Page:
Health minister Michalis Hadjipantelas has given the state health services organisation (Okypy) ten days to smooth out problems with emergency services on weekends following complaints from patients.

On Sunday, the minister made an impromptu visit to the Nicosia general hospital’s Accident and Emergency department, speaking to patients and noting a number of issues they face on weekends, namely long waiting times, other delays and a shortage of beds.

Health ministry spokesperson Margarita Kyriacou told CyBC on Tuesday morning that these are known issues, explaining that public hospital A&E departments are overwhelmed on weekends because they are patients’ only choice, with the exception of one private hospital in Limassol.

A written announcement on Tuesday from the Pancyprian federation of patients’ associations (Osak) called on all involved parties, particularly the Health Insurance Organisation (HIO), the state health services (Okypy), and personal doctors to assume responsibility and work towards resolving these problems.

“Every weekend, we receive complaints from members of the public who spend hours waiting to be admitted to wards, or for a specialist doctor to see them, or for the results of their lab and other tests,” Osak president Marios Kouloumas said.

The announcement said Osak has been warning officials about the situation since early August to no avail “as patients continue to be massively inconvenienced, with some who need urgent care even risking their lives”.

Before Gesy, other on-call medical services helped alleviate some of the pressure on A&E departments by serving patients who did not require emergency care but still needed medical attention, it added.

A great deal of responsibility falls on the HIO, which runs the national health scheme Gesy and is by extension responsible for establishing and running on-call medical services, the announcement added.

Personal doctors were also blamed for putting additional pressure on A&E departments by not responding to patient calls outside normal working hours or sending patients with non-urgent needs to the A&E if they are away.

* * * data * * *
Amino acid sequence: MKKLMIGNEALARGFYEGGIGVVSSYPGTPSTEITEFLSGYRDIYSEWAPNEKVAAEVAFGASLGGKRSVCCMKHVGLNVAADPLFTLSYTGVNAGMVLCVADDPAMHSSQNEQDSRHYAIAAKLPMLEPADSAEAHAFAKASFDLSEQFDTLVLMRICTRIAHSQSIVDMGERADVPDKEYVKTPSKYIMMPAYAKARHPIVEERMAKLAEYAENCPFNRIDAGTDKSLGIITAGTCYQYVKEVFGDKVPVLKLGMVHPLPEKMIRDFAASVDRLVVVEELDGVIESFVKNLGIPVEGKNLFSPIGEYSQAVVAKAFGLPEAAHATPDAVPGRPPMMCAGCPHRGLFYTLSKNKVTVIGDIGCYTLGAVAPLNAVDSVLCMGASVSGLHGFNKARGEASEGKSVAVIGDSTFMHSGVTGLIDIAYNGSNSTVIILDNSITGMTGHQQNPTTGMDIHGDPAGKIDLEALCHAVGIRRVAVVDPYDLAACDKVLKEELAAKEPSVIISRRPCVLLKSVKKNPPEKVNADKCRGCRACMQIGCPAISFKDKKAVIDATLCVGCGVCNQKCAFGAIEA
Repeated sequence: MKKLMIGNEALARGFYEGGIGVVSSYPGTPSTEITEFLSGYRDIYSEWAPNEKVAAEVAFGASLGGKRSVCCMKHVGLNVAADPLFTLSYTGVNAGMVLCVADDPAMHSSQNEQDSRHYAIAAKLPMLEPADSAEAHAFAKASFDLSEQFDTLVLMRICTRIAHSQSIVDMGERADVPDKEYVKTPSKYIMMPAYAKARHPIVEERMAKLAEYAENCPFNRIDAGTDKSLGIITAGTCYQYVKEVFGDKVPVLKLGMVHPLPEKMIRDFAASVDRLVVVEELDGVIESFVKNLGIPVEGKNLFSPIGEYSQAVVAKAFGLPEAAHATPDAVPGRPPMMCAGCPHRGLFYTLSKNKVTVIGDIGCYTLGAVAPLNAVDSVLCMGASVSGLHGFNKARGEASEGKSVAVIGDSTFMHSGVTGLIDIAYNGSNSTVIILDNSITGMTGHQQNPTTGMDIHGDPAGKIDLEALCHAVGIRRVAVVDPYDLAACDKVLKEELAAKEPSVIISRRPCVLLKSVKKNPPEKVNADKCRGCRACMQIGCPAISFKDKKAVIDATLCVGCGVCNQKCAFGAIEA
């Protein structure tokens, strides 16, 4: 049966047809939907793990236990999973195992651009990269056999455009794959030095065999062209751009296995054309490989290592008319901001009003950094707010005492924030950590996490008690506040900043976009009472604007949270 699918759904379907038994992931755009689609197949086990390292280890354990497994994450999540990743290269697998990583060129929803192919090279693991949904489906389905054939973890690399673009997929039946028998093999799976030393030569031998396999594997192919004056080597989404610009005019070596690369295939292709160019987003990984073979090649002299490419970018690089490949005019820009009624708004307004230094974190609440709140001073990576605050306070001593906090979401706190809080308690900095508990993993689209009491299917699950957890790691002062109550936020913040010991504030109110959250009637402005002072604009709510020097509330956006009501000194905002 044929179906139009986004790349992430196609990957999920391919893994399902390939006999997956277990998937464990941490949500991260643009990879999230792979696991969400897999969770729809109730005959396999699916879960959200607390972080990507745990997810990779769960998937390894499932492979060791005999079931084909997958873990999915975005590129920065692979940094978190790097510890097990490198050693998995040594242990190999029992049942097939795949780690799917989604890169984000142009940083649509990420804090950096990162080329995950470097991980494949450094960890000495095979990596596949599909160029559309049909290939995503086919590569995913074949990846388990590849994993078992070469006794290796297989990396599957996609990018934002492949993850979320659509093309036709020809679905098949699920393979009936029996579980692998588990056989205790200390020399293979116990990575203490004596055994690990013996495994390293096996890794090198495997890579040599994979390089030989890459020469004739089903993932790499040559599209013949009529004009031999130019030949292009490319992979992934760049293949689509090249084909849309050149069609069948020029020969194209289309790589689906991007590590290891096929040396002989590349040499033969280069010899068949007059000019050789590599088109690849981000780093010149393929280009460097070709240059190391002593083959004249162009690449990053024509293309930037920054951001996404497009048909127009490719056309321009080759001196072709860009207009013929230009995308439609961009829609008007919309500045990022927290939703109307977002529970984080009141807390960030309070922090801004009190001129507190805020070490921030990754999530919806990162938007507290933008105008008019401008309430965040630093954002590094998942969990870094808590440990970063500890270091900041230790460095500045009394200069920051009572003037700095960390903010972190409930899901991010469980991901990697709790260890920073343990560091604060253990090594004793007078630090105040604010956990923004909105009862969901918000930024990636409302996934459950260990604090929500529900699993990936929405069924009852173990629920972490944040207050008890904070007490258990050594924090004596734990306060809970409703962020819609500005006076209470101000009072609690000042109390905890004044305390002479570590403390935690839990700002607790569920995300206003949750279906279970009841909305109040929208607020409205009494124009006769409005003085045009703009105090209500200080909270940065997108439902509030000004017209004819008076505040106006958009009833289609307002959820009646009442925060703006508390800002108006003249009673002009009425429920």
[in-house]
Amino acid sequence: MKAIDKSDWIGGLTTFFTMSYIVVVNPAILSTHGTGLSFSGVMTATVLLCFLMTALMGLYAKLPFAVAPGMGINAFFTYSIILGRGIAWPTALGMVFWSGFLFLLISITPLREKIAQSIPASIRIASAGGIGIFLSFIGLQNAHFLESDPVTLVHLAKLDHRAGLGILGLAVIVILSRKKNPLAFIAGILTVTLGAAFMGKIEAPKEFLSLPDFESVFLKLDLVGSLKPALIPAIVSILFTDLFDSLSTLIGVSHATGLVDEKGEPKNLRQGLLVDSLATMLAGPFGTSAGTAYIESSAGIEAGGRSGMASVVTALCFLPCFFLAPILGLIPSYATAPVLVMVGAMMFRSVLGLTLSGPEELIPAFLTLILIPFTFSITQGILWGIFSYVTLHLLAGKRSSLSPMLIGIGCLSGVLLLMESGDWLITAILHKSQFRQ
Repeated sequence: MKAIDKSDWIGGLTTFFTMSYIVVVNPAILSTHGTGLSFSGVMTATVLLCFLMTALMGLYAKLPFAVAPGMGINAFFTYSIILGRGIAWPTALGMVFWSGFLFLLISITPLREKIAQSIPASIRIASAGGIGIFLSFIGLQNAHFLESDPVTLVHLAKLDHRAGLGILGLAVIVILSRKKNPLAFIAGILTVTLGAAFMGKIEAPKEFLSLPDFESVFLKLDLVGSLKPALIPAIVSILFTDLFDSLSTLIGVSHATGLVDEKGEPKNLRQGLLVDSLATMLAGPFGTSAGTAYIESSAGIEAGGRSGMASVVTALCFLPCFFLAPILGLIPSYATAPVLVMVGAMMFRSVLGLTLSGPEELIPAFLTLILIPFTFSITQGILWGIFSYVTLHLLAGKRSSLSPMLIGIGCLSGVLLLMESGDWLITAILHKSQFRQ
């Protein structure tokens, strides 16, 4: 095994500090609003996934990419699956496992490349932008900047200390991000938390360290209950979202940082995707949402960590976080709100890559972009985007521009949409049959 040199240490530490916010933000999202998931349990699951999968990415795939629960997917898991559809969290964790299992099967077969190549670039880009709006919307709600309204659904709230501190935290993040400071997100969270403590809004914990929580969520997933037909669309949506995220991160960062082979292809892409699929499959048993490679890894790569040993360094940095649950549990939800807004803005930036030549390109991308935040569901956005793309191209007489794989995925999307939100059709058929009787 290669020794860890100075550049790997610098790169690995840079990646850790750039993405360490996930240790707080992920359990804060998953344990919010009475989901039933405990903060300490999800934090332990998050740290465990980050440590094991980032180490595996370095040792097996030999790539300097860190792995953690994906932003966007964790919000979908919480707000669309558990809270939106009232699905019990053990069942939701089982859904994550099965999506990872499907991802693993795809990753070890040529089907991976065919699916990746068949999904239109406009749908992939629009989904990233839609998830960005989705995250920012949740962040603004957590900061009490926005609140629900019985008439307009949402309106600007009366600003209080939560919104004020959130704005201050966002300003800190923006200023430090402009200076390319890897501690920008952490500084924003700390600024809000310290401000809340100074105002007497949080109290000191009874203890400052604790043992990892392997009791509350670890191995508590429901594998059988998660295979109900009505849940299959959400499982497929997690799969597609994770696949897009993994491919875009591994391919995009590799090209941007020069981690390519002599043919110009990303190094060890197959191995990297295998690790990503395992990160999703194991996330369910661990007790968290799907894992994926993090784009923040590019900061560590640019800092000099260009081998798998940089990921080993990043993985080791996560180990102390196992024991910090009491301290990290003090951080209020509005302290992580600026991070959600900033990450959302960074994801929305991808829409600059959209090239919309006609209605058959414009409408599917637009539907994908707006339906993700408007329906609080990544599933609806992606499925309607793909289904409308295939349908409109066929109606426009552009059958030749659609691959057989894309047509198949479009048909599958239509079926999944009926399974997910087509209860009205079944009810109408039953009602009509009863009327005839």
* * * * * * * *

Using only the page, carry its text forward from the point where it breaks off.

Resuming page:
The main issue is that while the HIO did put forward a proposal for the creation of on-call medical services in 2019 it was shelved after drawing very little interest from health professionals and hospitals, both in and outside of Gesy.

Throughout August, HIO temporarily ran emergency medical services as well as the 1420 hotline for those unable to contact their personal doctor but according to Osak this was not that effective as the service was only available on weekends and the public were not sufficiently informed.

At the same time, Osak was “sad to observe that some of the healthcare system’s enduring problems continue to exist, such as delays in emergency responses, lab work and other tests,” as well as issues that have patients waiting for up to 24 hours for a bed.

Earlier in the day, Okypy spokesman Charalambos Charilaou told Alpha TV that “permanent on-call services are the only viable solution”, and the HIO must take steps towards launching them.

He was quick to defend Okypy, saying that “in Cyprus we like to have a black sheep that we blame for everything.

“Based on our capabilities, we offer Cypriot patients all the services they need, keeping the quality high. The results are there for everyone to see,” he said, pointing out that Okypy-run hospitals have treated over 5,000 people since the start of the pandemic.

On behalf of Osak, Kouloumas asked for a meeting as “it is unacceptable to keep discussing the same issues for them to be resolved through temporary solutions”.

Kyriacou said that the health minister will meet officials on Wednesday to address these issues.